This weekend marks the Denver opening of Sundance Audience Award winning documentary Buck, based on the life of professional horseman Buck Brannaman. Brannaman was the inspiration for the book “The Horse Whisperer”, which was later made into a movie starring Robert Redford, for which Buck was a technical consultant.
Director Cindy Meehl, a former client of Buck’s, makes her filmmaking debut with this documentary about Buck’s uncanny ability to understand and connect not only people to their horses but people to other humans.
Your Denver Cinephile had a chance to chat with Buck, and below are some snippets from our Q&A.
Click here for my review of Buck
Longmont was mentioned in the movie. Was any part of Buck filmed in Colorado?
You know, they filmed me in so many places. They had lots of footage in Colorado for sure. I can’t really remember, but I don’t think any was in the finished film.
How often do you do clinics in Colorado?
Probably a half a dozen clinics a year. I’ve been coming here a long time. Colorado was kind of one of my starting places. When I started doing this 29 years ago, I was more or less in Montana, had one in Colorado here with a man named Jim Koch, old friend of mine out near Lafayette, and one clinic in California. It just spread by word of mouth, eventually to Australia and New Zealand. It took awhile to get there, especially since I don’t really do any advertising, but it’s been fun and it grew slowly enough that I could handle it.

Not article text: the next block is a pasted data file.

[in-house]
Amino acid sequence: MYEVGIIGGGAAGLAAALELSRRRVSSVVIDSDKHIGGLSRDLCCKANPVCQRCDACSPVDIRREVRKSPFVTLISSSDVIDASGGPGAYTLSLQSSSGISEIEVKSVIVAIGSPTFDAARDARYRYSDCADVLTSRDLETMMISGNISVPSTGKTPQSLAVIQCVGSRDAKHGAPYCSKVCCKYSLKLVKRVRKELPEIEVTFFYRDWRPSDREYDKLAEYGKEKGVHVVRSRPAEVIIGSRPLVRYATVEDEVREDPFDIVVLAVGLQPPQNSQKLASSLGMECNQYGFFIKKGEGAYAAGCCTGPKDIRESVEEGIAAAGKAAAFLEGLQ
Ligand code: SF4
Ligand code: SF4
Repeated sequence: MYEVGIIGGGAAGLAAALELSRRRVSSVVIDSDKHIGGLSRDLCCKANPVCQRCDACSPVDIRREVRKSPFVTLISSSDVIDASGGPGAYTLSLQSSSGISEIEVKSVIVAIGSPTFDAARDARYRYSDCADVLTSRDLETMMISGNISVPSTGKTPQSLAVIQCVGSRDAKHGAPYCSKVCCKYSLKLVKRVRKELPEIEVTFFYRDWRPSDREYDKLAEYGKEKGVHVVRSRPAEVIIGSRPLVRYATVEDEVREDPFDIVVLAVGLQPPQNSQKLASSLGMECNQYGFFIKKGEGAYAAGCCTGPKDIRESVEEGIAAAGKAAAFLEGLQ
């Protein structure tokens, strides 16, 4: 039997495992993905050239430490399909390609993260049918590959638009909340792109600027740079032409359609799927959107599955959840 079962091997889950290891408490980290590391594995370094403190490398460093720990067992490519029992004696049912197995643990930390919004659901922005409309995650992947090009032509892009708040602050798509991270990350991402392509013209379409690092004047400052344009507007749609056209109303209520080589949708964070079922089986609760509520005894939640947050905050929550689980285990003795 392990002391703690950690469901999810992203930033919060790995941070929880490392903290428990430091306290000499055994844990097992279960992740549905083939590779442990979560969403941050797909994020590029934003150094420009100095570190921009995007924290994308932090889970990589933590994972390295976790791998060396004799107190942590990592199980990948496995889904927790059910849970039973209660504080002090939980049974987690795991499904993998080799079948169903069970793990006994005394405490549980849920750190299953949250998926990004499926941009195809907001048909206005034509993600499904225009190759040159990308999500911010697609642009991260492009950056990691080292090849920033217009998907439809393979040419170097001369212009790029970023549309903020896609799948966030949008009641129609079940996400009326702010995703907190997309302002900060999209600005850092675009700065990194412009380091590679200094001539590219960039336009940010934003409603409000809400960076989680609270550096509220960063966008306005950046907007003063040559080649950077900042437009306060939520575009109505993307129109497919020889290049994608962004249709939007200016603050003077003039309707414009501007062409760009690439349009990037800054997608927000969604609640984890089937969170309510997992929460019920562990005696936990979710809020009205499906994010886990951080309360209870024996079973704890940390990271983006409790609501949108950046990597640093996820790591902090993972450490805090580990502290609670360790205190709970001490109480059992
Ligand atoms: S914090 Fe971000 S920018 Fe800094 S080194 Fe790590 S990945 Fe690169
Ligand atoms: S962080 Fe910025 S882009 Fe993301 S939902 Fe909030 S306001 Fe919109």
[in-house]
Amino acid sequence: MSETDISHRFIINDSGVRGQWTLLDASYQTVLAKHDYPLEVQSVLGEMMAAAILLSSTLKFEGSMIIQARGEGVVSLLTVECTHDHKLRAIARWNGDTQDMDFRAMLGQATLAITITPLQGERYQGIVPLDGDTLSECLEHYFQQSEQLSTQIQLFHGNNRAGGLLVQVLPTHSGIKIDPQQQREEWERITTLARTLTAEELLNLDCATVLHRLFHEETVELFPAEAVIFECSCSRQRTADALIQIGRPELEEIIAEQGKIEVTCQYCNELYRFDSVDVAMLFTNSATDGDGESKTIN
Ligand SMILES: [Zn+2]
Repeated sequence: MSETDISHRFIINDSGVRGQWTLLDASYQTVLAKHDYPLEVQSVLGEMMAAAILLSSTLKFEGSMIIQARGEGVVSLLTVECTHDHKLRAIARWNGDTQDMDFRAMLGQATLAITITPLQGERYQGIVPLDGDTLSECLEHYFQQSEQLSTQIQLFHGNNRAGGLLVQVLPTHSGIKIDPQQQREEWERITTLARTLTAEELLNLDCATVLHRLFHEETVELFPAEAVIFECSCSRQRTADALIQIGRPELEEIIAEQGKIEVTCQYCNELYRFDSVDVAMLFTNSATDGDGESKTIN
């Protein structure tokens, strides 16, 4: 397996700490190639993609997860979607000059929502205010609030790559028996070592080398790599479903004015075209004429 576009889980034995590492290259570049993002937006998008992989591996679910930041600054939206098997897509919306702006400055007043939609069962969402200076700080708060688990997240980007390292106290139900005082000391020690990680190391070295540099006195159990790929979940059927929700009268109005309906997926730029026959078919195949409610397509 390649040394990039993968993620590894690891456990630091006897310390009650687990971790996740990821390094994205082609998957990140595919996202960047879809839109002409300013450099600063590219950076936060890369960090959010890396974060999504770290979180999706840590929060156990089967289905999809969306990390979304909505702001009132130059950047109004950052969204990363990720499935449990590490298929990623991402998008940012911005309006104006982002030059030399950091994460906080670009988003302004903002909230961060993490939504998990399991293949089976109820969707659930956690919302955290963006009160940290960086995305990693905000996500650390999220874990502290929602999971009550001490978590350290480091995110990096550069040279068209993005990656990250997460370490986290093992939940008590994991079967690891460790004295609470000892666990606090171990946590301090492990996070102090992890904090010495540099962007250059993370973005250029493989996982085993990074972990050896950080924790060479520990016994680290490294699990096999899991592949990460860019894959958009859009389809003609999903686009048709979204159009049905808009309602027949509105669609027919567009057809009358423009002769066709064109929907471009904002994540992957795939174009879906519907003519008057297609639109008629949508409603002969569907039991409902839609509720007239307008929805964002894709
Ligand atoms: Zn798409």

What is your favorite horse/western movie?
Jeremiah Johnson, which is Bob’s (Robert Redford) favorite too. I also like the dialogue in Tombstone. I liked Val Kilmer in that movie.
You travel 9 months a year. How often do you see your wife when you’re on the road?
Not as often as I’d like to. In the summers, Mary goes with me as much as she can. Some years when we’re having colts born, then it’s hard to leave when you have mares you’re worried about. Most years, she does go with me quite a bit during the summer. It’s a sacrifice, and it’s been quite a sacrifice for her to be home all these years, but we’ve managed to make it work all this time and we still love each other.
What’s your secret after all these years?